At $6,000 a year, the salary for being the mayor of Homestead is a pittance. But Steve Bateman, a barrel-chested booster of this gateway city to the Florida Keys, has found that the position comes with hidden perks.
This past February, Bateman leveraged his role as mayor to land a lucrative, secret side job working as a construction consultant for a nonprofit that needs the blessing of the city and county to expand its chain of health clinics.
The deal, which the head of the nonprofit, Community Health of South Florida Inc. (CHI), says he did not initiate, pays Bateman $125 an hour more than $4,500 during one 38-hour work week, according to a sampling of invoices reviewed by the Miami Herald. Bills for other weeks were unavailable for review.
Bateman, who has a county license to install awnings, shutters and screen enclosures but is not a general contractor or registered lobbyist, has not publicly disclosed the lucrative arrangement to his colleagues on the City Council, which holds sway over CHIs plans. Nor did Bateman inform the county of his employment with the nonprofit, even when he met with Mayor Carlos Gimenez and his top aides to personally plead for Miami-Dade to fast-track a multi-million-dollar Homestead sewer system expansion that would facilitate construction of a proposed CHI childrens clinic in downtown Homestead.
The citys interest in expanding its downtown pumping station is not surprising. The $3 million sewer project could spur development in a downtown that has withered since Hurricane Andrew nearly leveled the city in 1992. The station would benefit five projects that are currently on the drawing board but cant proceed without added sewer capacity. The mayor or his wife has a financial stake in three of the five, none of which he has disclosed.
Bateman, 58, who is running for reelection in November, did not return the Miami Heralds email or phone calls for comment.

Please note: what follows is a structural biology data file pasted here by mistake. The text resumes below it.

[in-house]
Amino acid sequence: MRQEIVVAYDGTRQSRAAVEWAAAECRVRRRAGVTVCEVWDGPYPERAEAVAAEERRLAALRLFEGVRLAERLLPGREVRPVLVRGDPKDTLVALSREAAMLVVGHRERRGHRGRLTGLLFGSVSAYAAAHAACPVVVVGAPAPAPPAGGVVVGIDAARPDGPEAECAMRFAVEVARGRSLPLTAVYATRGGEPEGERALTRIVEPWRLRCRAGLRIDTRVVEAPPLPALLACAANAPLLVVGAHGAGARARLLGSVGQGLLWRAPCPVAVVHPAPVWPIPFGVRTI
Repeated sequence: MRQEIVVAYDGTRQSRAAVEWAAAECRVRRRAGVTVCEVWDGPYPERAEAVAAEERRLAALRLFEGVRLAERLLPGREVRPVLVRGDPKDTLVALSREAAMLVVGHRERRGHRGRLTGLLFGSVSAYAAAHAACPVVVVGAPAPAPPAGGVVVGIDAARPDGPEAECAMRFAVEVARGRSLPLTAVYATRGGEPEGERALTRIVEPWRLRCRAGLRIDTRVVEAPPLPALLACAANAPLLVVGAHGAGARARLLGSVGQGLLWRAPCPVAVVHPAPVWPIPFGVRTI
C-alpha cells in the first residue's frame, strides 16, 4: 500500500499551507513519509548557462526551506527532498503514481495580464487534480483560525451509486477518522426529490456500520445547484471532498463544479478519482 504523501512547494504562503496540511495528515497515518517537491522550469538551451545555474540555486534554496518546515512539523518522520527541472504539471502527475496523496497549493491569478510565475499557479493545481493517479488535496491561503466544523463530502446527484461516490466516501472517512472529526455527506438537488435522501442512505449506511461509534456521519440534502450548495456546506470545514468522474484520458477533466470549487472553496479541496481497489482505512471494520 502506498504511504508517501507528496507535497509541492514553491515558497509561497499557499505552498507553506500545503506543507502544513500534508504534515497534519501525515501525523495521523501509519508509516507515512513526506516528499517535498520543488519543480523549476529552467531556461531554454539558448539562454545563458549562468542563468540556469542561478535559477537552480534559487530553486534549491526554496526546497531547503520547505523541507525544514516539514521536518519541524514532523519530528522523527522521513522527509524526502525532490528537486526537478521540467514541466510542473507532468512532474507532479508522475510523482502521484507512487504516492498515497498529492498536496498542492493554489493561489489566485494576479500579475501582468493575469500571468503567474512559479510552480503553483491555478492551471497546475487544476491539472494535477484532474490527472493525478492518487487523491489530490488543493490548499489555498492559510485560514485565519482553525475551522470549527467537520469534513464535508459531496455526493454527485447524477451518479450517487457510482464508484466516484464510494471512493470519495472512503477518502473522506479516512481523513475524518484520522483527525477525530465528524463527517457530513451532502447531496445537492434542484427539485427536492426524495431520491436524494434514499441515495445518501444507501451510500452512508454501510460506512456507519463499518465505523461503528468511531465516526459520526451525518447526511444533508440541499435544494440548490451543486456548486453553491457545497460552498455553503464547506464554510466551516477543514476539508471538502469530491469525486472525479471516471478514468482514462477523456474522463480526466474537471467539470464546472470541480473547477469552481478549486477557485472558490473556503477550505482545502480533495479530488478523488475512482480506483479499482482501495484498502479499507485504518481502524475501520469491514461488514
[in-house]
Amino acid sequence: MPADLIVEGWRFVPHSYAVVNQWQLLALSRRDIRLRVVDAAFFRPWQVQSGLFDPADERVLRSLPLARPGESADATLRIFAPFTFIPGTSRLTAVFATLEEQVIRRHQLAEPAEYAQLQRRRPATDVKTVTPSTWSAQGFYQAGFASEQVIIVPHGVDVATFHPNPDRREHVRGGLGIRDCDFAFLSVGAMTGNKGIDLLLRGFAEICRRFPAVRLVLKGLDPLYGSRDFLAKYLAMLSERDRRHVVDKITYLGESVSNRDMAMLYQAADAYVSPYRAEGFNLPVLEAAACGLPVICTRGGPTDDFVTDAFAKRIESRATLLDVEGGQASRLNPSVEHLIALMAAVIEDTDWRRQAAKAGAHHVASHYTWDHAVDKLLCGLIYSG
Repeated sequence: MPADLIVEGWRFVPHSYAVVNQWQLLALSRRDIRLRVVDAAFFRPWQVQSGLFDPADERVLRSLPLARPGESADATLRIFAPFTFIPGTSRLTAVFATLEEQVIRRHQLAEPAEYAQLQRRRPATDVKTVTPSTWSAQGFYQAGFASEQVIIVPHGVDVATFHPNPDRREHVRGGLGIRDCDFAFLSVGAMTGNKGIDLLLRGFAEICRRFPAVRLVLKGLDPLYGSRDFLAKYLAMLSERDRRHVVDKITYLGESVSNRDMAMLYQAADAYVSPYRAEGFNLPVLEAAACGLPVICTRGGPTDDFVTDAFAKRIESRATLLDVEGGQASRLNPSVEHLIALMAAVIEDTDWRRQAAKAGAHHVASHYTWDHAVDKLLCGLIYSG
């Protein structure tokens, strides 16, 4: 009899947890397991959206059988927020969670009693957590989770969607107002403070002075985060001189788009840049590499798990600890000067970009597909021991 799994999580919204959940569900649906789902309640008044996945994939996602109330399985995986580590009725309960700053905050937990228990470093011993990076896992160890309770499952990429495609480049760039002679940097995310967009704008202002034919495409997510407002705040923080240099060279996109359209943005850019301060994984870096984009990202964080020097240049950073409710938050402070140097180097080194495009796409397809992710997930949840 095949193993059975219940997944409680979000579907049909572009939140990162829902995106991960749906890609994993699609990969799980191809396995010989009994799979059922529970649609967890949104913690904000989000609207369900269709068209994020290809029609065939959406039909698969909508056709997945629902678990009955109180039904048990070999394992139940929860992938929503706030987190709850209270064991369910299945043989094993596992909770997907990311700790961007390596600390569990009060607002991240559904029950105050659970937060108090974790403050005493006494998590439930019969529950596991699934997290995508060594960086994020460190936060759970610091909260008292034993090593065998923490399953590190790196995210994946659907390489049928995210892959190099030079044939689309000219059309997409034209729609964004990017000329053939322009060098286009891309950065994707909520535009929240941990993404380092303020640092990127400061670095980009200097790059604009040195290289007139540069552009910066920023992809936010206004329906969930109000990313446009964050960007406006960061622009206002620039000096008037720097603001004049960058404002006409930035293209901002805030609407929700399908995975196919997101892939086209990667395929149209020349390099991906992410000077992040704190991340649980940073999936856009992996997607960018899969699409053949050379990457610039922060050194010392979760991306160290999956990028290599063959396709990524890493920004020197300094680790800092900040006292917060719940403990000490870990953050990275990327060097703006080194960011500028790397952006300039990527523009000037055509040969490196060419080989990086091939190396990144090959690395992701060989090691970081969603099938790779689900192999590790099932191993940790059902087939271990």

The office of Miami-Dade State Attorney Katherine Fernández Rundle is investigating several allegations stemming from Homestead.
We have been subpoenaing records and interviewing witnesses for the past several months, Fernández Rundle said in a previous Herald story about the mayor. She declined to discuss Batemans CHI connection.
The Miami-Dade Commission on Ethics and Public Trust is also investigating.
A University of Miami ethics expert said Batemans conduct raises serious questions under state and county laws.
Anthony Alfieri, director of the UM Law School Center for Ethics and Public Service, said the mayors actions appear flagrant under the countys code of ethics and conflict of interest laws.
The more difficult hurdle is in applying the states unlawful compensation statute, because it requires some evidence of corrupt intent, showing that he acted knowingly and dishonestly for a wrongful purpose, Alfieri said.
Bateman went to work for CHI while he was seeking the citys and countys support for expanding the sewage pumping station in Homestead. Bateman and other Homestead council members voted to allocate city funds to pay for upgrading the pumping station.
In February, Bateman, in his role as Homesteads mayor, set up a meeting with Gimenez and one of his deputies to urge them to expedite the county permits required to expand the pumping station so that CHIs project could move forward. At their County Hall meeting on Feb. 21, Bateman did not disclose to Gimenez or his deputy, Jack Osterholt, that he was being paid by CHI.